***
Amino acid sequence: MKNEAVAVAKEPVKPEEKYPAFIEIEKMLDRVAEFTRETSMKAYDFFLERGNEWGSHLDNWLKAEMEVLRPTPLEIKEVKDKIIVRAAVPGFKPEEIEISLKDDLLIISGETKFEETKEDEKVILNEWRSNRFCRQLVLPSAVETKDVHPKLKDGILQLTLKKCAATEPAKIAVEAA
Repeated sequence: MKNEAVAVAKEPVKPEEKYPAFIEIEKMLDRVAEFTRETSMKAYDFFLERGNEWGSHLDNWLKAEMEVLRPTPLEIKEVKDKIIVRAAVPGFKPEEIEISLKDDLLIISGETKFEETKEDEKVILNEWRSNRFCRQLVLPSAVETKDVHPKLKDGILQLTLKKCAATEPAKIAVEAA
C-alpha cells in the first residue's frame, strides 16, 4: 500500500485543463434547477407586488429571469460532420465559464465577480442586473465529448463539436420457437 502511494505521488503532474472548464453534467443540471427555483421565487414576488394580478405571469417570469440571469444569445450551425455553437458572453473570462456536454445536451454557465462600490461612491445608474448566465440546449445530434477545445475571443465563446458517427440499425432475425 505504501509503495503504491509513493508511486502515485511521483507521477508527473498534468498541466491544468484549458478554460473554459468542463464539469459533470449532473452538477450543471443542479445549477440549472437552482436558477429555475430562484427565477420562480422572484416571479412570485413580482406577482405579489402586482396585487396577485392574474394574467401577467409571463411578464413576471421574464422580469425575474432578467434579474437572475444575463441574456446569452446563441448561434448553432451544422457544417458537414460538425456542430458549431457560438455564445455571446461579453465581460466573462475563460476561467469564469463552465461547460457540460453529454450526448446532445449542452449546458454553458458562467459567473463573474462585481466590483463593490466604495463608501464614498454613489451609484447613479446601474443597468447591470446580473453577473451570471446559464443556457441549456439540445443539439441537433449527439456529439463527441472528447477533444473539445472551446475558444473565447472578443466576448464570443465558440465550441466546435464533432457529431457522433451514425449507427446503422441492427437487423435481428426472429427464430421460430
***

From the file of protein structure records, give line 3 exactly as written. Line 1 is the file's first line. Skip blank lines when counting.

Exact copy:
C-alpha cells in the first residue's frame, strides 16, 4: 500500500485543463434547477407586488429571469460532420465559464465577480442586473465529448463539436420457437 502511494505521488503532474472548464453534467443540471427555483421565487414576488394580478405571469417570469440571469444569445450551425455553437458572453473570462456536454445536451454557465462600490461612491445608474448566465440546449445530434477545445475571443465563446458517427440499425432475425 505504501509503495503504491509513493508511486502515485511521483507521477508527473498534468498541466491544468484549458478554460473554459468542463464539469459533470449532473452538477450543471443542479445549477440549472437552482436558477429555475430562484427565477420562480422572484416571479412570485413580482406577482405579489402586482396585487396577485392574474394574467401577467409571463411578464413576471421574464422580469425575474432578467434579474437572475444575463441574456446569452446563441448561434448553432451544422457544417458537414460538425456542430458549431457560438455564445455571446461579453465581460466573462475563460476561467469564469463552465461547460457540460453529454450526448446532445449542452449546458454553458458562467459567473463573474462585481466590483463593490466604495463608501464614498454613489451609484447613479446601474443597468447591470446580473453577473451570471446559464443556457441549456439540445443539439441537433449527439456529439463527441472528447477533444473539445472551446475558444473565447472578443466576448464570443465558440465550441466546435464533432457529431457522433451514425449507427446503422441492427437487423435481428426472429427464430421460430